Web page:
Programmers' Picks: SuJ’n Chon
SIFF Programmer SuJ’n Chon shares some of her highlights from the 2021 Seattle International Film Festival.
Adapted from a best-selling novel in Korea, Kim Do-Young’s confident directorial debut illustrates the long tendrils of Korean patriarchy through strong sympathetic performances. The social truths captured in this film hit so close to home that it inspired anti-feminists to mercilessly troll and harass its fans.
Sesame Street is now such a part of the American fabric that it’s easy to forget how groundbreaking the show was when it first aired. The joy, decency, and compassionate honesty by which it approached its topics has stayed with us over the decades.
An impressive debut follows a young woman and elder half-brother negotiating the introduction of his worldly new girlfriend. Liang Ming deftly intertwines an intimate story about a delicate sibling relationship thrown off balance with a broader one about a town poisoned by corruption.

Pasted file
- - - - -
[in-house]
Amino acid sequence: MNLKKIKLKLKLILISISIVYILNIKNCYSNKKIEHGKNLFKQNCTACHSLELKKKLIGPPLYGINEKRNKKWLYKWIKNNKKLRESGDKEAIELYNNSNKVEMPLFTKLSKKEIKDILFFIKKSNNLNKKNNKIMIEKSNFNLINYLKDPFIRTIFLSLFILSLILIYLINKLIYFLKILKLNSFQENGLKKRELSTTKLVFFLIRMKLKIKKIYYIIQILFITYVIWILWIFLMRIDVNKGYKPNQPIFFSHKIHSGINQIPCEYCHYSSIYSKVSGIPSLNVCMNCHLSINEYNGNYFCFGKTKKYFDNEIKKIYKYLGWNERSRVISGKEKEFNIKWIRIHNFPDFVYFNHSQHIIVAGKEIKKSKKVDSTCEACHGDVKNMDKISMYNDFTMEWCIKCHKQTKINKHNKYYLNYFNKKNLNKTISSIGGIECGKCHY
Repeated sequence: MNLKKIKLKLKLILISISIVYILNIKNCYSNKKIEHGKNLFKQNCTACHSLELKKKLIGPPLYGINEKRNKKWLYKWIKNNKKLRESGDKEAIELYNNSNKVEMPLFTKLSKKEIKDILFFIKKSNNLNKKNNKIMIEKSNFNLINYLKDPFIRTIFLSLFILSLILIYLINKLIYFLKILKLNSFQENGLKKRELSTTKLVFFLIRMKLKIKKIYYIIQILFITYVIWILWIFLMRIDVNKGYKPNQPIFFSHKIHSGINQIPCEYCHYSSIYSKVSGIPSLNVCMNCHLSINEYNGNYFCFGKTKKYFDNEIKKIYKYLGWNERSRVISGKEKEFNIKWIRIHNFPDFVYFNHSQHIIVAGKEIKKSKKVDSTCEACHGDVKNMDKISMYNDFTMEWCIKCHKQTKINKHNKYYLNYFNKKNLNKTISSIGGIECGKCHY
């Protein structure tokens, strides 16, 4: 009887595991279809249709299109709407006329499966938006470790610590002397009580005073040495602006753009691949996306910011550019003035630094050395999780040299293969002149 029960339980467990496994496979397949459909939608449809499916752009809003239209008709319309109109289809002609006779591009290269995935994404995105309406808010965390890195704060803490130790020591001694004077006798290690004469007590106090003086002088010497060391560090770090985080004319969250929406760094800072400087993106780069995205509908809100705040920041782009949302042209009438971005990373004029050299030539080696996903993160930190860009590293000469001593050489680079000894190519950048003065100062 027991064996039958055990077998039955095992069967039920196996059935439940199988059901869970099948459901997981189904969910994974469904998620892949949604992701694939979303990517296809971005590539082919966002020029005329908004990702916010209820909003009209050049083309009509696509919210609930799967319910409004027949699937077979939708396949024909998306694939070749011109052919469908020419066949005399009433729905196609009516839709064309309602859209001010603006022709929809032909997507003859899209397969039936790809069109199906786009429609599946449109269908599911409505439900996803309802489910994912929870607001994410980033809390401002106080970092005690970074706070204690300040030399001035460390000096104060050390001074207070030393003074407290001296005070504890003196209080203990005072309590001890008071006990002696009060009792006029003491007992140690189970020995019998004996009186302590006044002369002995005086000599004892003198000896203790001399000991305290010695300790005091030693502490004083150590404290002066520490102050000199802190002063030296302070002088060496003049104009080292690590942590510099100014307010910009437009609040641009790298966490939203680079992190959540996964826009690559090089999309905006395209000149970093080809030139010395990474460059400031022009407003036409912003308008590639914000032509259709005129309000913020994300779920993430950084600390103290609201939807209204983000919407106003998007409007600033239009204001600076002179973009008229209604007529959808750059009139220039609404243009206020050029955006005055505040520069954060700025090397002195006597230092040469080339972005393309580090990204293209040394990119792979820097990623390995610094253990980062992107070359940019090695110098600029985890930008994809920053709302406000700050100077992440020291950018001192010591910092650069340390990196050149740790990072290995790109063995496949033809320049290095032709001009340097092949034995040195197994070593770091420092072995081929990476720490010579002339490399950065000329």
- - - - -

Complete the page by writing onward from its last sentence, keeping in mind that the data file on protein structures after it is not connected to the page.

James Redford documented the remarkable life of Amy Tan and how she transformed the painful impacts of her family’s traumas into universal stories about specific experiences. This final film underscores the loss of filmmaking talent that occurred with Redford’s untimely death.
Mongolia’s landscape shines in this intimate story about a young boy pursuing his dreams to be on Mongolia’s Got Talent while his family and community are confronting far greater concerns by way of oil drilling companies.
Made before the current global pandemic changed our lives, this strikingly prescient Brazilian tale postulates how relationships might unfold if we were either confined with or separated from loved ones, with an unknown end date. Watch this with someone you’re close with, and cue the post-film discussion!